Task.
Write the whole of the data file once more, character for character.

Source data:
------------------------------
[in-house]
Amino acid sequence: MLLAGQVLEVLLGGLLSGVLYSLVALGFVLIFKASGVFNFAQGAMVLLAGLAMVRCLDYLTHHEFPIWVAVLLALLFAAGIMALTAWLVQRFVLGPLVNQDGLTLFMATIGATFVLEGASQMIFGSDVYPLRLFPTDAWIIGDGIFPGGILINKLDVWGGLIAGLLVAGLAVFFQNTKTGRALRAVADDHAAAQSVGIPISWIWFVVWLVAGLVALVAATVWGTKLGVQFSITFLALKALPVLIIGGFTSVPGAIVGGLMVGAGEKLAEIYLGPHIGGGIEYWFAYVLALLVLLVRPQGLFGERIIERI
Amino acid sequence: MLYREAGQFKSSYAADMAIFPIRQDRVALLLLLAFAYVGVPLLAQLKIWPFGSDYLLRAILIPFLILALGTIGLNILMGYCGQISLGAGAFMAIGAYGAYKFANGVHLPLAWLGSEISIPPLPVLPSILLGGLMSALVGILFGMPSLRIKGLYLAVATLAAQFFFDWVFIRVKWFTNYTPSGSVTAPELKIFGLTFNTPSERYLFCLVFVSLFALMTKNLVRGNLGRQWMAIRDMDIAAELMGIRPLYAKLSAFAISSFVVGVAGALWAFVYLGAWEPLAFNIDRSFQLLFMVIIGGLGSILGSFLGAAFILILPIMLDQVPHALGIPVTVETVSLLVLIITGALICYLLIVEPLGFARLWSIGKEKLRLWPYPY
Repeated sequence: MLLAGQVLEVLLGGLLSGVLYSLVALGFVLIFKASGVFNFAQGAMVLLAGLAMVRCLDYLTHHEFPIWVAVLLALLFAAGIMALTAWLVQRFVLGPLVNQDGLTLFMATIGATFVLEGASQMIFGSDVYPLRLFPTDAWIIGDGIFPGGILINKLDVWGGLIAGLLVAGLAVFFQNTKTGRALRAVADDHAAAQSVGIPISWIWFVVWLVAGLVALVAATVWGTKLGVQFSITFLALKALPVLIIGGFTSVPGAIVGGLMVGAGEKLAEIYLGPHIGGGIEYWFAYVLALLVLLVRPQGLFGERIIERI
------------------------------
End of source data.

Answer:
[in-house]
Amino acid sequence: MLLAGQVLEVLLGGLLSGVLYSLVALGFVLIFKASGVFNFAQGAMVLLAGLAMVRCLDYLTHHEFPIWVAVLLALLFAAGIMALTAWLVQRFVLGPLVNQDGLTLFMATIGATFVLEGASQMIFGSDVYPLRLFPTDAWIIGDGIFPGGILINKLDVWGGLIAGLLVAGLAVFFQNTKTGRALRAVADDHAAAQSVGIPISWIWFVVWLVAGLVALVAATVWGTKLGVQFSITFLALKALPVLIIGGFTSVPGAIVGGLMVGAGEKLAEIYLGPHIGGGIEYWFAYVLALLVLLVRPQGLFGERIIERI
Amino acid sequence: MLYREAGQFKSSYAADMAIFPIRQDRVALLLLLAFAYVGVPLLAQLKIWPFGSDYLLRAILIPFLILALGTIGLNILMGYCGQISLGAGAFMAIGAYGAYKFANGVHLPLAWLGSEISIPPLPVLPSILLGGLMSALVGILFGMPSLRIKGLYLAVATLAAQFFFDWVFIRVKWFTNYTPSGSVTAPELKIFGLTFNTPSERYLFCLVFVSLFALMTKNLVRGNLGRQWMAIRDMDIAAELMGIRPLYAKLSAFAISSFVVGVAGALWAFVYLGAWEPLAFNIDRSFQLLFMVIIGGLGSILGSFLGAAFILILPIMLDQVPHALGIPVTVETVSLLVLIITGALICYLLIVEPLGFARLWSIGKEKLRLWPYPY
Repeated sequence: MLLAGQVLEVLLGGLLSGVLYSLVALGFVLIFKASGVFNFAQGAMVLLAGLAMVRCLDYLTHHEFPIWVAVLLALLFAAGIMALTAWLVQRFVLGPLVNQDGLTLFMATIGATFVLEGASQMIFGSDVYPLRLFPTDAWIIGDGIFPGGILINKLDVWGGLIAGLLVAGLAVFFQNTKTGRALRAVADDHAAAQSVGIPISWIWFVVWLVAGLVALVAATVWGTKLGVQFSITFLALKALPVLIIGGFTSVPGAIVGGLMVGAGEKLAEIYLGPHIGGGIEYWFAYVLALLVLLVRPQGLFGERIIERI